He co-chairs the Scientific Advisory Board of the Agence de Médecine Préventive, a nonprofit that researches vaccines and trains vaccine professionals in West Africa. He has also served on the board of International Federation of Infection Control. He is a member of three professional colleges (Physicians, Epidemiology and Preventative Medicine), each of which has awarded him their highest distinction. He also received the prestigious Sedgwick Medal from the American Public Health Association, as well as the association’s John Snow Award. The American Pharmacists Association gave Schaffner their Immunization Champion Award. He has received numerous accolades for his teaching at Vanderbilt as well as national recognition with a mentor award from the Infectious Diseases Society of America and two similar distinctions from the CDC.
The Tennessee Medical Association and Tennessee Public Health Association created a new joint award in his name for “extraordinary efforts in the advancement of public health in Tennessee.” Schaffner authored the first documentation that car restraint seats profoundly reduced infant and child injuries and deaths in car crashes. Tennessee was the first state to mandate the use of child car seats, and his publication catalyzed the adoption of similar laws in the other 49 states.
Carol Etherington, MSN, RN, associate professor of Nursing, emerita, has been a passionate advocate, change agent and professional role model for decades, revolutionizing established processes, protocols and policies for the vulnerable and voiceless in Tennessee, the United States and the world.
Etherington earned her Bachelor of Science in nursing at Catherine Spalding College in Louisville. She moved to Tennessee in 1973 to attend graduate school at Vanderbilt and has lived and worked in Tennessee since that time. Etherington’s career has been marked by an unwavering commitment to serving vulnerable populations. In the 1970s, she worked as the first nurse employed by the Davidson County Police Department. There, she conceptualized and established model programs for counseling trauma victims that are still in existence and replicated nationally.
In 1989, Etherington was challenged by Nashville’s mayor to address emerging substance abuse problems in the city. Over two years, she assembled a network of champions who founded the Nashville Prevention Partnership (NPP) in 1992. Today, robust NPP programs serve thousands of Middle Tennesseans with a special emphasis on youth prevention. Etherington established a volunteer mental health pool for the Red Cross, convening providers to respond to the 1998 Nashville tornadoes and a host of ensuing regional disasters.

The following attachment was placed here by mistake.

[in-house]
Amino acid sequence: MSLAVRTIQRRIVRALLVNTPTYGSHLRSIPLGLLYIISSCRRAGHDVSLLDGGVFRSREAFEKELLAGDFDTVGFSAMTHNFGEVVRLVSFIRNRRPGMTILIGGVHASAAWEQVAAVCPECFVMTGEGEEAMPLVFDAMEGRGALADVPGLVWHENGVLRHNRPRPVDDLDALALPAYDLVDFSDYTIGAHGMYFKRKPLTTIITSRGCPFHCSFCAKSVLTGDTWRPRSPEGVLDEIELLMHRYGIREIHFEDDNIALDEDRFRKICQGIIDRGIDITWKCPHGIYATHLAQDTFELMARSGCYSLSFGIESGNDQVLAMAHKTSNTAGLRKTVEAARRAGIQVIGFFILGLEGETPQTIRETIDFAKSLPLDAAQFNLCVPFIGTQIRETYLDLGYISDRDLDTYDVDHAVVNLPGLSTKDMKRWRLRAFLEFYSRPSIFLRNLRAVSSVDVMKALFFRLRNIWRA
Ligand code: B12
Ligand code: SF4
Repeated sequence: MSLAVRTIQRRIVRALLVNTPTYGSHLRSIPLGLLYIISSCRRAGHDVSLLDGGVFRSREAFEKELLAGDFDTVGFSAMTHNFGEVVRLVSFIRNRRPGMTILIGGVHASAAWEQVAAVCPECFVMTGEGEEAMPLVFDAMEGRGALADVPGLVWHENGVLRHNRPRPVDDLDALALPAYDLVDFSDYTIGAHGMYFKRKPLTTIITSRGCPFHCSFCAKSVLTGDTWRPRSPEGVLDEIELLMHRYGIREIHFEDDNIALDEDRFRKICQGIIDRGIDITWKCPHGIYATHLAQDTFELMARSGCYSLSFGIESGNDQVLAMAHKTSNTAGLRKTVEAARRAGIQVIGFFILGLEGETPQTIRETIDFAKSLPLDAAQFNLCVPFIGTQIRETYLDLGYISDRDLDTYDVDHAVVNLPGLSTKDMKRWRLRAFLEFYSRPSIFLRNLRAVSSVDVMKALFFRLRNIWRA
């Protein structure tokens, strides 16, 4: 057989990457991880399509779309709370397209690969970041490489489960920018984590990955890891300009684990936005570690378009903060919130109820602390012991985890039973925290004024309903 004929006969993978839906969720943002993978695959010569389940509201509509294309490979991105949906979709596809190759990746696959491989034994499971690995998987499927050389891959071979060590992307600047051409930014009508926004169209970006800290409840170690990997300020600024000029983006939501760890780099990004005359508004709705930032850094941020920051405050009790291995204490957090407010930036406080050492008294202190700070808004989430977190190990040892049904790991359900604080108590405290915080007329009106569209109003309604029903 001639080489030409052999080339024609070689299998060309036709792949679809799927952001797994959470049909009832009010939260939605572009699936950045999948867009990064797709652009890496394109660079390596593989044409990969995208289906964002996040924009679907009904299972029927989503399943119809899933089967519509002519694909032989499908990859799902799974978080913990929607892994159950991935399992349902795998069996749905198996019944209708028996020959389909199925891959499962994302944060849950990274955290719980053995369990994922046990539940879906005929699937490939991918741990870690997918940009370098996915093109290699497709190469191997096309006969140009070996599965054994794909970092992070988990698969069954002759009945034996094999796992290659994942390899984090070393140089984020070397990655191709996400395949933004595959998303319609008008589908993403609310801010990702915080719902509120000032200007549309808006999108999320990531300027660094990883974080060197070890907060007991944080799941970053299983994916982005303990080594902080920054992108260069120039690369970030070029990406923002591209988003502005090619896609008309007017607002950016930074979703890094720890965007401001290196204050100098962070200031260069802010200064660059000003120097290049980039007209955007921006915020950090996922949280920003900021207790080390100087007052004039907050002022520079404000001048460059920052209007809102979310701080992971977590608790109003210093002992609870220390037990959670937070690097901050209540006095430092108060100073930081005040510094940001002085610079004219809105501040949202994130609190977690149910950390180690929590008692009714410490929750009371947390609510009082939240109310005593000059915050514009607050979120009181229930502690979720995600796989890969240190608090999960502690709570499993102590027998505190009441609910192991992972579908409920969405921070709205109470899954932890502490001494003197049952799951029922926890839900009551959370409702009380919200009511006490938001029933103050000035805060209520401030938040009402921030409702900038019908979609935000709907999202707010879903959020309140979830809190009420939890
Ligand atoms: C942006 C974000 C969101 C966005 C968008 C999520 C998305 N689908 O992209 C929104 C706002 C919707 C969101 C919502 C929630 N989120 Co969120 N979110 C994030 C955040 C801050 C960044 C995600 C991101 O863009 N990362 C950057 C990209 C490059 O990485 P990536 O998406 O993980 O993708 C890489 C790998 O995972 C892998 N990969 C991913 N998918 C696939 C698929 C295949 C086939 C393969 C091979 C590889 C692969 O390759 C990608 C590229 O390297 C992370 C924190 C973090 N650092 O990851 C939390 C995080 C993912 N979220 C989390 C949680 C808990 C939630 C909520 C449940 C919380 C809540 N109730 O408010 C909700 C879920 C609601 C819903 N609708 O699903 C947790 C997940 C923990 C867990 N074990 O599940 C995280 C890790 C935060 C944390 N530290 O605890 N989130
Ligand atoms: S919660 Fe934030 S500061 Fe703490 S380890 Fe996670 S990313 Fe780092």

She subsequently led teams responding to floods, hurricanes, earthquakes and the Sept. 11 attack while continuing to serve on multiple local and national boards. She currently chairs the Metro Nashville Board of Health.
Internationally, Etherington served in the aftermath of the Cambodian Pol Pot genocide. She completed a mental health care feasibility study leading to integration of large-scale mental health services in Bosnian health centers and trauma training work with post-war health care professionals in Tajikistan, Kosovo, Angola and a number of other countries. Etherington often returned to evaluate program and training outcomes and to recommend additional program improvements.
Etherington’s awards include: 1980 Red Cross Jane Delano Award, 1983 Tennessee Political Women’s Caucus Rogers Humanitarian Award, 1995 Tennessee Nurses Association Gault Leadership Award, 1996 American Red Cross Clara Barton Award, 1997 International Red Cross Florence Nightingale Medal, 1999 American Academy of Nursing Inductee, 2003 International Council of Nursing International Achievement Award, 2005 Nashville YWCA Women of Achievement Award, 2007 Vanderbilt University Distinguished Alumnus of the Year, 2009 International Critical Incident Stress Foundation Lifetime Achievement Award and 2013 Vanderbilt University’s Martin Luther King Jr. Award.
The Health Care Hall of Fame nomination process began in January and was open to practitioners, executives, entrepreneurs, mentors, teachers, scientists, researchers, innovators or any person with a connection to the health or health care field who:
- Was born, lived or worked in Tennessee
- Made a significant impact and lasting contribution to health care at the local, state, national or international level
- Exhibits the highest ethical and professional character
- Serves as an outstanding role model in their community
Among the nearly 40 highly qualified nominees, inductees were chosen by a Selection Committee made up of health and health care leaders from across the state. Selected inductees represent some of Tennessee’s greatest health and health care pioneers, leaders and innovators.
Since its creation, the Hall of Fame has previously inducted seven members with ties to Vanderbilt including Stanley Cohen, PhD, Colleen Conway-Welch, PhD, William Frist, MD, Ernest Goodpasture, MD, Harry Jacobson, MD, Stanford Moore, PhD, and Mildred Stahlman, MD.